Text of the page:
Using the IP Catalog and IP Integrator


In this lab you will use the IP Catalog to generate a clock resource. You will instantiate the generated clock core in the provided waveform generator design. You will also use IP Integrator to generate a FIFO core and then use it in the HDL design.


After completing this lab, you will be able to:

Design Description

The design used in this lab is a programmable waveform generator, also known as a signal generator.

The waveform generator in this design is intended to be a “standalone” device that is controlled via a PC (or other terminal device) using RS-232 serial communication. The design described here implements the RS-232 communication channel, the waveform generator and connection to the external DAC, and a simple parser to implement a small number of “commands” to control the waveform generation.

The wave generator implements a look-up table of 1024 samples of 16 bits each in a RAM. The wave generator also implements three variables:

The wave generator can be instructed to send the appropriate number of samples once, cycling from 0 to nsamp-1 once and then stopping, or continuously, where it continuously loops the nsamp samples. When enabled, either once or continuously, the wave generator will send one sample to the DAC every (prescale x speed) clk_tx clock cycles. The contents of the RAM, as well as the three variables, can be changed via commands sent over the RS-232 link, as can the mode of the wave generator. The wave generator will generate responses for all commands.

There are three clock domains within this design: clk_rx, clk_tx, and clk_samp. The clock generator module instantiates all the clocking resources required for generating these three clocks. All three clocks are derived from a single clock input, coming in on clk_pin. The frequency of the clock input is 100MHz for Boolean and 125MHz for PYNQ-Z2.

For PYNQ-Z2:

In this design we will use board’s USB-UART which is controlled by the Zynq’s ARM Cortex-A9 processor. Our PL design needs access to this USB-UART. So first thing we will do is to create a Processing System design which will put the USB-UART connections in a simple GPIO-style and make it available to the PL section.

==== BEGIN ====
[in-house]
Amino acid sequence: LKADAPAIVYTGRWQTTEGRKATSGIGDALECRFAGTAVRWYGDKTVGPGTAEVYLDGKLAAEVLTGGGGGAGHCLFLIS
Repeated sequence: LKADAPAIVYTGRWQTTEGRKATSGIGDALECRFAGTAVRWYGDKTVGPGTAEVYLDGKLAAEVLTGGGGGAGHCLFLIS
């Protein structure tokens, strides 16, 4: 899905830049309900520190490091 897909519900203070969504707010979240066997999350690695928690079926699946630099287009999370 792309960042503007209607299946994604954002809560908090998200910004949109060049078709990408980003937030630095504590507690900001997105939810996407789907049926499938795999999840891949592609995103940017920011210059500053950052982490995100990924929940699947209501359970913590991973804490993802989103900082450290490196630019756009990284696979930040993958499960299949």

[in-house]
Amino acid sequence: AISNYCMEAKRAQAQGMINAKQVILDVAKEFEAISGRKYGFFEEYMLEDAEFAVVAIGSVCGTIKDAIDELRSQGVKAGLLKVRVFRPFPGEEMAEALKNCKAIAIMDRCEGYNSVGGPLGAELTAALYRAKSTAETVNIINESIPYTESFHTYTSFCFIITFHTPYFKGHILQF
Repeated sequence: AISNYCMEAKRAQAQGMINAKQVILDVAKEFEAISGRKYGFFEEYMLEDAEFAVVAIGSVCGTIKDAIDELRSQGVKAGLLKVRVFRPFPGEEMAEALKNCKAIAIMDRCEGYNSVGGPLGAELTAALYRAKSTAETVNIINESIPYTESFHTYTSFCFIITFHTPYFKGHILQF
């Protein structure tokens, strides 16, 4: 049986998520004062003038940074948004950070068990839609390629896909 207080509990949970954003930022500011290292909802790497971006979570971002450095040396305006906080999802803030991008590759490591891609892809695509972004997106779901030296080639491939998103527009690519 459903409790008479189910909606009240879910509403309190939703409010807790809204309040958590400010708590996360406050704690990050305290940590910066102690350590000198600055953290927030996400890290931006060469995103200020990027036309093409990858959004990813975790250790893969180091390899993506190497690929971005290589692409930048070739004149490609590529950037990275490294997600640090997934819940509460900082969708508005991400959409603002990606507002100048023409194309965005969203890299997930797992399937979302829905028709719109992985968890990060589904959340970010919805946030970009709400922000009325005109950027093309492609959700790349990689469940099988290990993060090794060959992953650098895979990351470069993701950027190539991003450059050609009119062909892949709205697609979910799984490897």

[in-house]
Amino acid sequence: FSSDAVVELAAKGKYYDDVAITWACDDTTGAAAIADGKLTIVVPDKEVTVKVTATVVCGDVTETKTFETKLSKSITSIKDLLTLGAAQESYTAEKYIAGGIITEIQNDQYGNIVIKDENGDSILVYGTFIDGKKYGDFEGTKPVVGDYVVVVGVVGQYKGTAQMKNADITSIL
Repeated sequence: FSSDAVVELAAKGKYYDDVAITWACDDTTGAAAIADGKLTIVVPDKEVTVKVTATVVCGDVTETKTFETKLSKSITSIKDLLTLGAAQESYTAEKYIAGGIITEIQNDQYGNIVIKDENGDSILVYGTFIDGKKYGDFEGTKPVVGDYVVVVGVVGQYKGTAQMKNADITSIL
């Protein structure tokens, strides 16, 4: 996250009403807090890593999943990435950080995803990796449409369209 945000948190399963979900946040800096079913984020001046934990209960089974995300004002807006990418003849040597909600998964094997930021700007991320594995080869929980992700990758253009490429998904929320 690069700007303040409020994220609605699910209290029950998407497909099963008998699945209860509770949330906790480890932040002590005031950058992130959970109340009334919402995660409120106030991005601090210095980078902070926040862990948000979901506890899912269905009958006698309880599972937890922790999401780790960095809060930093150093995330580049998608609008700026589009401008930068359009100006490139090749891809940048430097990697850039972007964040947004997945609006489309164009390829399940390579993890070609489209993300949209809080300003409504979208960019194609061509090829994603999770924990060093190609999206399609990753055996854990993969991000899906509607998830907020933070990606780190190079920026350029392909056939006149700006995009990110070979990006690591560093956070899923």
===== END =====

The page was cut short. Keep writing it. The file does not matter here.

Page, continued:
The provided design places the UART (RX and TX) pins of the PS (processing system) on the Cortex-A9 in a simple GPIO mode to allow the UART to be connected (passed through) to the programmable logic. The processor samples the RX signal and sends it to the EMIO channel 0 which is connected to Rx input of the HDL module provided in the Static directory. Similarly, the design samples the Tx output of the HDL module through another EMIO channel 1 and sends it on the PS UART TX pin. This part has been integrated into a boot image BOOT.binlocated in the {SOURCES}/{BOARD}/lab4 folder. There will be no need for you to run the PS side configuration or software application.

For Boolean:

Boolean board will be using the on-board UART port to implement such function. It does not have PS block and hence no need to configure it.

The system block diagram is as shown below:

The Complete Design in PL

The Complete System

General Flow

	1(Step 1 : Create a Vivado Project)-->2(Step 2: Generate and Instantiate Clock Generator Module)-->3(Step 3: Implement the Design)-->4(Step 4: Generate the Bitstream and Verify the Functionality)-->5(Step 5: Generate and Instantiate an IPI Block)

Instructions for the tutorial

The absolute path for the source code should only contain ascii characters. Deep path should also be avoided since the maximum supporting length of path for Windows is 260 characters.

{SOURCES} refers to .\source\{BOARD}\. You can use the source files from the cloned repository’s source directory.

{TUTORIAL} refers to C:\vivado_tutorial\. It assumes that you will create the mentioned directory structure to carry out the labs of this tutorial.

{BOARD} refers to target Boolean and Z2 boards.


Step 1 Create a Vivado Project using IDE

For Boolean:

Skip for PYNQ-Z2 targeted design

Launch Vivado and create a project targeting XC7S50CSGA324-1 parts, and using the Verilog HDL. Use the provided Verilog source files, a device specific ip, and XDC files from the {SOURCES}\lab4 directory.